“Moments of sheer terror; then hours of boredom”
Feb07

“Moments of sheer terror; then hours of boredom”

Sat across from Denis Sutton, in his quaint little ‘mancave’, as he calls it, at the back of his charming Tavistock home, you’d find it difficult to believe that he had once been at the heart of one of the most imposing prisons in the country. For almost four decades, as well. During his time serving in the British Prison Service, the inmates he had to oversee is a ‘who’s who’ of British crime history. Men like Frank Mitchell, Jack...

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Hatherleigh’s ‘Hairy Vicar’ Uncovered
Jan28

Hatherleigh’s ‘Hairy Vicar’ Uncovered

By Peter Embling Leigh Winsbury arrived in Hatherleigh with his wife Lynn, about a year ago as our new vicar. He arrived to great excitement and not a little apprehension. Who would they send us? What would they be like? Well, he didn’t disappoint. This huge stack of hair with a man underneath arrived to look after: Meeth, Jacobstowe, Northlew, Exbourne, and Hatherleigh. The buzz around the villages soon gathered momentum: he’s got...

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Histories and Mysteries: Devon and the English Civil War
Jan27

Histories and Mysteries: Devon and the English Civil War

This month marks 371 years since the execution of King Charles I. He met the executioner’s axe on the 30th January, 1649, outside Banqueting House in London. This followed years of war with his fellow countrymen. However, what people tend to forget is that Devon actually played a fundamental part during the English Civil War (1642-1651), as one of the key battlegrounds during the war between the King and Parliament. The war began as a...

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The Big Picture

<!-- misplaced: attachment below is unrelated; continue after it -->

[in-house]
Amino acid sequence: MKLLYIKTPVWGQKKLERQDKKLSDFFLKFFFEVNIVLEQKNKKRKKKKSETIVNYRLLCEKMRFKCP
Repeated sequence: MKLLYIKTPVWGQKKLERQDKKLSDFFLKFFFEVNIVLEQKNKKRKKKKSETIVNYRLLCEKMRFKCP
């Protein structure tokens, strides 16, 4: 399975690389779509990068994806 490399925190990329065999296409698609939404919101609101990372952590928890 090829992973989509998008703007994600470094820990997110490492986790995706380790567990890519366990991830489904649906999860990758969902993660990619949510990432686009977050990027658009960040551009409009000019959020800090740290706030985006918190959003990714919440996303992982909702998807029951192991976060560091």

Jan17

The Big Picture

A stunning photgraph sent in by Beth Spence of the walk around the river Teign.

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Histories & Mysteries – The Last Battle of The Revenge
Jan15

Histories & Mysteries – The Last Battle of The Revenge

Devon’s own Sir Richard Grenville, (born June 15, 1542—died September, 1591), may not be as well-known as his contemporaries Sir Francis Drake or Sir Walter Raleigh. However, his exploits at sea are no less colourful, daring and interesting. In his early career, he found himself in the midst of the imperial army fighting against the Turks in Hungary (1566–68). Shortly after he was in Ireland, suppressing an uprising in Munster in...

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Music’s loss was politics’ gain
Jan08

Music’s loss was politics’ gain

On a May morning in 1997, an overnight revolution had occurred. Tony Blair walked up to the steps of Downing Street having swept to a landslide victory, heaving the Conservatives out of power after 18 years. Indeed, in Blair’s own words, a ‘new dawn’ had broken. This ‘New Labour’ government could easily be argued to stand alongside Attlee’s in 1945-1951 and Thatcher’s 1979-1990, as being one of the most radical in British postwar...

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